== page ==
Edit. My separate question was answered (with a link to the answer of another older question). There is indeed a space $X$ (that is not locally connected at just two points), a connected subset $S$ (which in that example is a singleton $\{(0,1)\}$, but could be made open by taking a small neighborhood), and a component $K$ of $X\setminus S$ (namely $K=\{(0,0)\}$ again a singleton) such that $\overline S\cap \overline K=\emptyset$.

Question (which I will not post for now as it is getting too late, please feel free to post separately if you wish). Assume that $X$ is a connected topological space, $S$ is a connected subset, and $T$ is a component of $X\setminus S$. Is $X\setminus T$ connected? My particular proof here does not work in general, but perhaps the answer is nevertheless yes, with another proof?

• Here is one attempt at proving the 1st claim (I'll try to wait a little bit before I look at the spoiler): Suppose that $S \cup K$ is disconnected; then write $S \cup K = A \cup B$ for $A, B$ disjoint, open in $S \cup K$. Then without loss of generality we must have $S = A$ and $K = B$ since $S, K$ are disjoint, connected sets. But then $K$ is open and closed, contradicting connectedness of $\mathbb{R}^n$. Jun 9, 2017 at 20:16
• Hm, actually I think my attempt is incorrect, for the following reason: I'm not being careful about what 'open' means here. In particular, $K = B$ does not imply that $K$ is open and closed in $\mathbb{R}^n$. This is because $B$ is open...but open in $S \cup K$--not necessarily in $\mathbb{R}^n$. Therefore I'm not allowed to say that $K$ is clopen in $\mathbb{R}^n$, right? Jun 9, 2017 at 20:19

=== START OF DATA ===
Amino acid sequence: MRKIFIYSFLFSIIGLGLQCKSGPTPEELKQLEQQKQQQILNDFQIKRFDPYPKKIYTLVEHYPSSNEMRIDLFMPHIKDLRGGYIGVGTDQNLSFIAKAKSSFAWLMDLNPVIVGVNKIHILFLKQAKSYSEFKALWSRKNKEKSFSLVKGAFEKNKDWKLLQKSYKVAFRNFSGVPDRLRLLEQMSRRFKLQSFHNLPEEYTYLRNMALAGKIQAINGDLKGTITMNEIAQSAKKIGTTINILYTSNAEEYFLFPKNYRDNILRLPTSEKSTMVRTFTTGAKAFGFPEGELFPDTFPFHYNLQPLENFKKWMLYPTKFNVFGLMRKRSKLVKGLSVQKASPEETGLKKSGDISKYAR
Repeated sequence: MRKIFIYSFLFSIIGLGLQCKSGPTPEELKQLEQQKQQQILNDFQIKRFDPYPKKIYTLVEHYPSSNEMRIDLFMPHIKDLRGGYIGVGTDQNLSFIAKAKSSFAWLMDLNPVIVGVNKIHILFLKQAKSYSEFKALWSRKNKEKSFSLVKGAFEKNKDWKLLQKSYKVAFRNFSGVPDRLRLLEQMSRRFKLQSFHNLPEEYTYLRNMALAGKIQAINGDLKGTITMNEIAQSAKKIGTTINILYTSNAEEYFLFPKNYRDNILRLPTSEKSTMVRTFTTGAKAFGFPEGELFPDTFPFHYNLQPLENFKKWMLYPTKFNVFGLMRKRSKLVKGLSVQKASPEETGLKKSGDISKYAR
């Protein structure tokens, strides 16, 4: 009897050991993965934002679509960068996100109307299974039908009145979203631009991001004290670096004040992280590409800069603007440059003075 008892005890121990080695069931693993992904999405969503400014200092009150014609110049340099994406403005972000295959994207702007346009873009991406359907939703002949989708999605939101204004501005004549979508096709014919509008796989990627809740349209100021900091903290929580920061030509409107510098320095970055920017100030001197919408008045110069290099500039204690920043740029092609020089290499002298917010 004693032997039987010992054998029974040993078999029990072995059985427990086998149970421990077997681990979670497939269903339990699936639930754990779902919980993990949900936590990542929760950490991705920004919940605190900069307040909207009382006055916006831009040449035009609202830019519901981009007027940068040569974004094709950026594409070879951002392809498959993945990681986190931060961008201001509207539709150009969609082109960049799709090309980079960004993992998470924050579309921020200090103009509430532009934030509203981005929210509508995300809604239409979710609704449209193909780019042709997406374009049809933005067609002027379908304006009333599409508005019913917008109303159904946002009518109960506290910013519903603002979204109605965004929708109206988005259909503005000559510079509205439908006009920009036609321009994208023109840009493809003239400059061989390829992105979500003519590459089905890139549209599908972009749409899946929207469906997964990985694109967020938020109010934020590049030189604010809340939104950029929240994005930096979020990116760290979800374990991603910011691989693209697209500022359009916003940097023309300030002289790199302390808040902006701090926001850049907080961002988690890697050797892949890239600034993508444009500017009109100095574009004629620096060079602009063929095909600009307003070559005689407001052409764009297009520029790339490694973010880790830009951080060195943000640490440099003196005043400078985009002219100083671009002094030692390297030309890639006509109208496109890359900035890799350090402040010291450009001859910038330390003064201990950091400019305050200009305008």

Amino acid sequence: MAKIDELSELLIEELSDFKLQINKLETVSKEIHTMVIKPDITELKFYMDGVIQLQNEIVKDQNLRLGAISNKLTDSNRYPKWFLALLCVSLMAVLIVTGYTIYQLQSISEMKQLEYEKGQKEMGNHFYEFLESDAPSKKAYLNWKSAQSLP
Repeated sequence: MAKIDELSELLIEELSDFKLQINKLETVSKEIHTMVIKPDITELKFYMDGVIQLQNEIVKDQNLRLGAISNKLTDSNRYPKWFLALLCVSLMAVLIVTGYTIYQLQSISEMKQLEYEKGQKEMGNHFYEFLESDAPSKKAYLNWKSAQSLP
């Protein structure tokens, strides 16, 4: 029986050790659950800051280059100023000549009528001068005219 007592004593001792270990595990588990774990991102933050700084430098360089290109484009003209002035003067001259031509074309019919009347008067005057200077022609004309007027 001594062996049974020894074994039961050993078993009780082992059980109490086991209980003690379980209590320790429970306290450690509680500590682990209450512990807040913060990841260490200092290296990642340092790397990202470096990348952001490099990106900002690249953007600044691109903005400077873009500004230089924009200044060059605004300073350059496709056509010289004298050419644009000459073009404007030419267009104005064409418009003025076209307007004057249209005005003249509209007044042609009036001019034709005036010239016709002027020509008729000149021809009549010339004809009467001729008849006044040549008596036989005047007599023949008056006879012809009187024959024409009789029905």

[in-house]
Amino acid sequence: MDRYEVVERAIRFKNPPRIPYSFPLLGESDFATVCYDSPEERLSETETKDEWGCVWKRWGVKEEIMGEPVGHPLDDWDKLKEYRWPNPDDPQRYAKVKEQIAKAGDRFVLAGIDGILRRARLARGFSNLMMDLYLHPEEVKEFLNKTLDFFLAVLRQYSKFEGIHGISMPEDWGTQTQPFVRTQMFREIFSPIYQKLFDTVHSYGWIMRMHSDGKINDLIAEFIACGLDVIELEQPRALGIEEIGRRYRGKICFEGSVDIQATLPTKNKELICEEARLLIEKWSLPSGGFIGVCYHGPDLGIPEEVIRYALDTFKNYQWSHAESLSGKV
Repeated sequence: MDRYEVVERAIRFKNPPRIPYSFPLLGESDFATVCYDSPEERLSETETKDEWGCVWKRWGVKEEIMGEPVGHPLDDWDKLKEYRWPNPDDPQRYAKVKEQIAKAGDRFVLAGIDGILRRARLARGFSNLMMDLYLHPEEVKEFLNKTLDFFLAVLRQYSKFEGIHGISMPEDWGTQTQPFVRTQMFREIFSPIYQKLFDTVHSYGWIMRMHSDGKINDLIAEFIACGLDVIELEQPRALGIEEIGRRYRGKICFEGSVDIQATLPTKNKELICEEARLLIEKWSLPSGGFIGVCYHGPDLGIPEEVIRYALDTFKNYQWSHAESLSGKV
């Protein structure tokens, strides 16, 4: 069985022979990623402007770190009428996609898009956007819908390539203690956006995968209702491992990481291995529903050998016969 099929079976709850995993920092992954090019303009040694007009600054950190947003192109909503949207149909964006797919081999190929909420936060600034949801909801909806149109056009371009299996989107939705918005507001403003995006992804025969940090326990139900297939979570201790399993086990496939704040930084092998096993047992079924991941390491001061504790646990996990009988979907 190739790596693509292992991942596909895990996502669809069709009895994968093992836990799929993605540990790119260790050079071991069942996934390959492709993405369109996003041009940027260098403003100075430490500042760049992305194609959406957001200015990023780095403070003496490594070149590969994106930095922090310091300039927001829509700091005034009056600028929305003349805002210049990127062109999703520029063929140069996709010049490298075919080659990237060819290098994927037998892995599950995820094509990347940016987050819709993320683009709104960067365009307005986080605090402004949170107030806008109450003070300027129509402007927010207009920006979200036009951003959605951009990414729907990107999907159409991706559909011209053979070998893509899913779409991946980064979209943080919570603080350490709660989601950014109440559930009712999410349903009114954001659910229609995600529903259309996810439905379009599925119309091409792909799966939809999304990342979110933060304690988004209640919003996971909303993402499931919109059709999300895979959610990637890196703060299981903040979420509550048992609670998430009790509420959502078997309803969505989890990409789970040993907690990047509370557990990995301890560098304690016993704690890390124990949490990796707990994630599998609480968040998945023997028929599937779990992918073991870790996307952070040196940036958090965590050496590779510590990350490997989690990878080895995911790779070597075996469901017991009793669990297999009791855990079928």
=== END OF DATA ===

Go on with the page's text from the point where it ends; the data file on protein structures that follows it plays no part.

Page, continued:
• Alright, I got eager and looked--wish I came up with this proof, it's very nice and I understand it. I'll accept this one. Thanks. Jun 9, 2017 at 20:30
• The intuition seem to be that $S$ union $K$ is like filling in pot holes. Every fix is an 'improvement'. Give @mirko the contracting job! Jun 9, 2017 at 23:45
• @samiam actually maybe I didn't know how to deal with the case that $T$ might be open ... don't remember, but somehow at one point all fit in place. Just wanted to say that what I appreciate in your writing, is that you are able to catch your mistakes and know when a proposed proof is not quite a proof, not many people possess this ability, and it, in the long run, I think, develops the ability to come up with new proofs (as one keeps searching for a correct and complete solution and has to explore various options and possibilities). Best wishes and good luck :) Jun 9, 2017 at 23:45